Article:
A 1940 Census Update

Ancestry sent out another e-mail today letting us Aces know that all 3.8 million census images should be online tomorrow by 2 pm EST. Exciting stuff! They’ve also promised a “handful of tools” that’ll help us find answers in the images, but no specifics on what that means exactly. I know all I really want at this point is everything to be indexed, but realistically that isn’t going to be happening within the next 24 hours. The e-mail does say that’s their next step, though, and that they’ve been working on it since Monday. (MyHeritage has indexed some records already and I’ve read about FamilySearch volunteers doing indexing as well.)

As for my search, well, it’s going so-so. I really want to find my Nana listed in the census so I can share it with her this weekend (Easter), but that’s proving to be a lot more difficult than anticipated. I shouldn’t be surprised, really. Nothing is ever easy when you’re looking for a bunch of John and Mary Lynches living in NYC.

I did, however, manage to locate my Pop Pop, Charles Wills, who I’ve written quite a bit about in this blog already.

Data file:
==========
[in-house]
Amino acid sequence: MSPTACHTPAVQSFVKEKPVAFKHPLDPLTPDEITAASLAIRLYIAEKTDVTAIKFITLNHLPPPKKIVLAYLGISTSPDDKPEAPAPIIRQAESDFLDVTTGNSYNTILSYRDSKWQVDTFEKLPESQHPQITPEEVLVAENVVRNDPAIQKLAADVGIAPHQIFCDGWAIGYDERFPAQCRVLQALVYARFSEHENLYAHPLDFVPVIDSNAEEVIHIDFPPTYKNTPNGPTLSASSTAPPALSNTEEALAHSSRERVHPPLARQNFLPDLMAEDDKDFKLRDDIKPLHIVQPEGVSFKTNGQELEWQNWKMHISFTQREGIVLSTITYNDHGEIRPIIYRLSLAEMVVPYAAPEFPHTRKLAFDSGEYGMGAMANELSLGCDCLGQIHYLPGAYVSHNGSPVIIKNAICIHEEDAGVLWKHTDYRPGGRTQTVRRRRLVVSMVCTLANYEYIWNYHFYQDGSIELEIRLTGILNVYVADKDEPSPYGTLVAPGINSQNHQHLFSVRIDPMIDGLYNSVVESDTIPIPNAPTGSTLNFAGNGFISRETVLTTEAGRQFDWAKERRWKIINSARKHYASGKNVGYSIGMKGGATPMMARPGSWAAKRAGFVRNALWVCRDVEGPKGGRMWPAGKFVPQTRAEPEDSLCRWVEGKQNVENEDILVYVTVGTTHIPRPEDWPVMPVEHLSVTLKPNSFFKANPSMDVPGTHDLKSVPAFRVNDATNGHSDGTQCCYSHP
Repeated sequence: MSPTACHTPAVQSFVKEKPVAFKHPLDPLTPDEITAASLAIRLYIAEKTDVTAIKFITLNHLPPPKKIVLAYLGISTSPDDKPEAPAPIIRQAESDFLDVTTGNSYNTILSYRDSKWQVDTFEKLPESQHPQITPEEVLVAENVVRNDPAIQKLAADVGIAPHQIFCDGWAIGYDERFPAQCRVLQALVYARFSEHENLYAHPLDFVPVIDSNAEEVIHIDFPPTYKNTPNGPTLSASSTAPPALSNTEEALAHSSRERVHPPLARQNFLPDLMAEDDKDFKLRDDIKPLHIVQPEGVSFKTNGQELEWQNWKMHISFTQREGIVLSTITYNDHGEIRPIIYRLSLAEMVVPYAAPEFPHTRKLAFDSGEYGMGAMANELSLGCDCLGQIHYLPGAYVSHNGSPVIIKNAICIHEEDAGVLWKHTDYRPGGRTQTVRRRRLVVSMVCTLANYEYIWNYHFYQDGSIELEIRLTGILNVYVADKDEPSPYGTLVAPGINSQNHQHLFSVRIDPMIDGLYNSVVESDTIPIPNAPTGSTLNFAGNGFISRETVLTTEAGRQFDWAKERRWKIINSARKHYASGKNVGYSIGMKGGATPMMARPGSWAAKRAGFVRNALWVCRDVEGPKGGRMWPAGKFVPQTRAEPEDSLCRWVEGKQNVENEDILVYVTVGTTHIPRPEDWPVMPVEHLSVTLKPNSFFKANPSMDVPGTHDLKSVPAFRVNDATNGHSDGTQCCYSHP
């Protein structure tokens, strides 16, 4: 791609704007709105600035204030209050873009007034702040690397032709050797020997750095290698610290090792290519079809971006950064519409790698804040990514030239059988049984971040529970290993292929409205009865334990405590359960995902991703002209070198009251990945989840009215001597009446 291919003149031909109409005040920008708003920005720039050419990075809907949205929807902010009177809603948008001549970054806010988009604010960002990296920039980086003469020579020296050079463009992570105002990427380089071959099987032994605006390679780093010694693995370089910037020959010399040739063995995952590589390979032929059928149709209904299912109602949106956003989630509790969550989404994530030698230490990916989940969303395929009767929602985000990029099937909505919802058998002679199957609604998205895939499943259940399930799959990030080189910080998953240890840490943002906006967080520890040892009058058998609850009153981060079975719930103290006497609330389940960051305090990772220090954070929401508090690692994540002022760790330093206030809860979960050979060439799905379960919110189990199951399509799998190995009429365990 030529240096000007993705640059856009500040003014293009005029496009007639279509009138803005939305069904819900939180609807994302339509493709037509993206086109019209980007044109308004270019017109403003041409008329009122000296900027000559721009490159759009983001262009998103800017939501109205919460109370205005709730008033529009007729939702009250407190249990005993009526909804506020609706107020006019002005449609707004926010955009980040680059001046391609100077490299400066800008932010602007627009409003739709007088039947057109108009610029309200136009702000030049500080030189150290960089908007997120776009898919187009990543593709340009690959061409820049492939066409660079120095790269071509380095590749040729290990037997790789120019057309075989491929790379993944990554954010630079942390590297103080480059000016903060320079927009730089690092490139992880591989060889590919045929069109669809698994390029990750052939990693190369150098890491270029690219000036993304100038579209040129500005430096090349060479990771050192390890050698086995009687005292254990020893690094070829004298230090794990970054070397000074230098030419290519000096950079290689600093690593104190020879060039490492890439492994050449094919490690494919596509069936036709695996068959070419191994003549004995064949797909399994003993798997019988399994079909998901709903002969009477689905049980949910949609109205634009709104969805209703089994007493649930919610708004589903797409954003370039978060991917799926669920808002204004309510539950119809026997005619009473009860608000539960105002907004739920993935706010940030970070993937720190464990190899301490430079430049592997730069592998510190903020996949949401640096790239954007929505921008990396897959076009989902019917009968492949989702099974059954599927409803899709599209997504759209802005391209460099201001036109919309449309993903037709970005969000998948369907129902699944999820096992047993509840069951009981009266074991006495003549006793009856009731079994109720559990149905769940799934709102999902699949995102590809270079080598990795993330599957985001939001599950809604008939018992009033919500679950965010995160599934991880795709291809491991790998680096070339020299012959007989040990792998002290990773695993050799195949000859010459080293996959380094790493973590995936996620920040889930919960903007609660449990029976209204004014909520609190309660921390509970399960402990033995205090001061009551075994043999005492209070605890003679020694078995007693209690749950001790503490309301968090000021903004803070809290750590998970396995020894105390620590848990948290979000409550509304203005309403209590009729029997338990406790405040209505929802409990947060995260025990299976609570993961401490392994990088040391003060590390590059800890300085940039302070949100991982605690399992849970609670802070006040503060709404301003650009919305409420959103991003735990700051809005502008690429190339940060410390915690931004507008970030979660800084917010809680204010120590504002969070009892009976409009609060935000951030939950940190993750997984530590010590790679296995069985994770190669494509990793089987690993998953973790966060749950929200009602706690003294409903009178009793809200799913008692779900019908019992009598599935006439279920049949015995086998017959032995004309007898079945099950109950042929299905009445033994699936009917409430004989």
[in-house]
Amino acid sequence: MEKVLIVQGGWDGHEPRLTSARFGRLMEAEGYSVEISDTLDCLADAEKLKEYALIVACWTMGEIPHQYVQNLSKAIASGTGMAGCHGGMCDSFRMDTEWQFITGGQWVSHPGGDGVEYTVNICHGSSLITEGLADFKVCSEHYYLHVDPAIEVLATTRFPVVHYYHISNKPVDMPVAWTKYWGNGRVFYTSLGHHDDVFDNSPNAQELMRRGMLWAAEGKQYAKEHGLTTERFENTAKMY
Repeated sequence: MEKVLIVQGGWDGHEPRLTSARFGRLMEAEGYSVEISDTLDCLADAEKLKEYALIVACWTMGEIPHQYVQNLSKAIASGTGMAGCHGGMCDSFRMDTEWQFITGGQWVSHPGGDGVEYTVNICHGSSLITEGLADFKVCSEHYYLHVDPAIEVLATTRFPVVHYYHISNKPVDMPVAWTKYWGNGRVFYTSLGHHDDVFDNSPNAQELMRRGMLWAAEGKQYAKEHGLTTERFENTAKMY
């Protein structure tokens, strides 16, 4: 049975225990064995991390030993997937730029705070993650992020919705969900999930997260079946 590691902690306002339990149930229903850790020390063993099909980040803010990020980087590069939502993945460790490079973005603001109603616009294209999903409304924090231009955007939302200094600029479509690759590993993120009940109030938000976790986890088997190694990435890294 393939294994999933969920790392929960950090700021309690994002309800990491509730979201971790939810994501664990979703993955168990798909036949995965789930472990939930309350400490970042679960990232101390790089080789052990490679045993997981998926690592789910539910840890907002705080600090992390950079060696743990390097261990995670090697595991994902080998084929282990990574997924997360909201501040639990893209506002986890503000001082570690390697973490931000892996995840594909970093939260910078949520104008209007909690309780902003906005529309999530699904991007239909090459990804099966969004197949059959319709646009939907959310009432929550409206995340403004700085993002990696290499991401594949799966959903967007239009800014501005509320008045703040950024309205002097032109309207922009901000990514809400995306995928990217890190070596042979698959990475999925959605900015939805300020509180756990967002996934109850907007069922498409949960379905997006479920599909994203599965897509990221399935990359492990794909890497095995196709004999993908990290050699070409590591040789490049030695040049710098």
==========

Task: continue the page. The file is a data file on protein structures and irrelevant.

There they are!

The biggest change is that my great-grandfather, (also) Charles Wills, has died. He died in 1937 rather suddenly and I know from what my mom has told me that it was very traumatic for my Pop Pop. He was only 15 at the time. Pop Pop was born with the middle name Edward, but at some point he changed it to Ambrose in honor of his father.

(My grandma, his wife, also lost her father unexpectedly as a teenager. He had a heart attack, or something like that, and she was the one who found him. What a terrible thing to experience. I wonder if it brought them closer together?)

The location of their house in 1940 - 604 Prospect Ave.

The thing I find neat about the 1940 census is there’s a mark next to the person giving the information. In this case it’s my mom’s Uncle George. There’s a lot of interesting questions, especially about jobs. Guess it makes sense, what with the Depression and all. Pop Pop was unemployed, but there doesn’t seem to be a definitive answer as to why despite all the extra questions. At some point I’ll have time to sit down and really analyze it, but for now I’m just excited to have found them.

In the meantime, my search for John and Mary Lynch continues…

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